MARLENE DUMAS, ‘For Whom the Bell Tolls’, 2015
101 x 101 cm
Habotai silk scarf
published by Tate Modern, London, England
The tolling mentioned in the title of this work refers to funeral bells. One of the themes Marlene Dumas is interested in is death and here in the moment when death is very near to someone, and ‘therefore to us all’ as in the words of John Donne is suggested: “Perchance he for whom this bell tolls may be so ill, as that he knows not it tolls for him; and perchance I may think myself so much better than I am, as that they who are about me, and see my state, may have caused it to toll for me, and I know not that…
No man is an island, entire of itself; every man is a piece of the continent, a part of the main. If a clod be washed away by the sea, Europe is the less, as well as if a promontory were, as well as if a manor of thy friend’s or of thine own were: any man’s death diminishes me, because I am involved in mankind, and therefore never send to know for whom the bells tolls; it tolls for thee.” John Donne (1572-1631)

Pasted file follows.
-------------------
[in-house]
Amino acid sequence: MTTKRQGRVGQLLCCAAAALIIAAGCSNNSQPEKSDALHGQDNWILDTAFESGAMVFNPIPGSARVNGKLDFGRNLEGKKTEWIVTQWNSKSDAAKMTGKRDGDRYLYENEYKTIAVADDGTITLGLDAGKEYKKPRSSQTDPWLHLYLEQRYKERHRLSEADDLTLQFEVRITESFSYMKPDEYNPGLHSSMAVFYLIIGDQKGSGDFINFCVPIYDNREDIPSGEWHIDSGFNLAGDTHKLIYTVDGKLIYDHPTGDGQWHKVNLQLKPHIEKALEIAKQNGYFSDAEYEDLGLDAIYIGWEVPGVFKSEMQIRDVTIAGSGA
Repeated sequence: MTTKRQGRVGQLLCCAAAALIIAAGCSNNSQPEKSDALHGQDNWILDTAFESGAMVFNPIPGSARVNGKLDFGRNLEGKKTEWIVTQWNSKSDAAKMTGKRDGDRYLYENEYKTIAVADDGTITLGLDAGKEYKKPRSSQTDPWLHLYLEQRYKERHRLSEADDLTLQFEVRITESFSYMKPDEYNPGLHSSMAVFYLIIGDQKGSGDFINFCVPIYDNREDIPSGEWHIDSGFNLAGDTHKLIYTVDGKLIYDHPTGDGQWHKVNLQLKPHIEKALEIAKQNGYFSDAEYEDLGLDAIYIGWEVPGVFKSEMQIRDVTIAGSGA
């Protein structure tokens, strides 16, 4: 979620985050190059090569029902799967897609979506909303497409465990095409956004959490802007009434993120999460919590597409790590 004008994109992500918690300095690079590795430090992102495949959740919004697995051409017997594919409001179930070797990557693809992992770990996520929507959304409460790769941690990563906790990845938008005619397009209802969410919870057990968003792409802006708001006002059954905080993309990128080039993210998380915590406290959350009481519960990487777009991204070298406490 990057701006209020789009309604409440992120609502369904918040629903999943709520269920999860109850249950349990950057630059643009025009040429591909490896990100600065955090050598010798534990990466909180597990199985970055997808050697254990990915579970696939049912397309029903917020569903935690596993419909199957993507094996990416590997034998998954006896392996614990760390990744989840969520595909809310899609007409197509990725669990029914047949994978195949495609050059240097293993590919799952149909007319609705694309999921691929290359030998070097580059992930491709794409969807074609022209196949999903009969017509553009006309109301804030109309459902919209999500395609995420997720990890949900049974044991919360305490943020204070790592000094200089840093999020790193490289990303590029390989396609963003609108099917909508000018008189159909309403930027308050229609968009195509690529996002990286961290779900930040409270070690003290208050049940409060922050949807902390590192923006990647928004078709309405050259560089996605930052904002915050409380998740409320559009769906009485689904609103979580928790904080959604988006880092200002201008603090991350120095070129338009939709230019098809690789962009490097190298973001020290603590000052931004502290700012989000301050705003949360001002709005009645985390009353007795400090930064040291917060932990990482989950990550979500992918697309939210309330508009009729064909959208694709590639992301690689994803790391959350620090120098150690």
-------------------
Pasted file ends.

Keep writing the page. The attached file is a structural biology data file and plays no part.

Donne’s view has much in common with the 21st century eastern religions, stating that all people are socially and spiritually interconnected; for example, a contemporary view is demonstrated by a Buddhist reply given by the Dalai Lama, when asked during a visit to Northern Ireland how the warring Protestants and Catholics could co-exist: “Remember we are all one – all the same”. Donne seems to be saying that whatever affects one affects us all.
MARLENE DUMAS, For Whom the Bell Tolls, 2008. In this painting Marlene Dumas shows interest in emotional expressions that are often represented in cinema (and rarely in contemporary painting). For this she applied a variety of drip painting techniques and used a film still of Ingrid Bergman experiencing sorrow and mourning. The two emblematic black bird images in the eyes add an extra eery and dramatic touch to it all.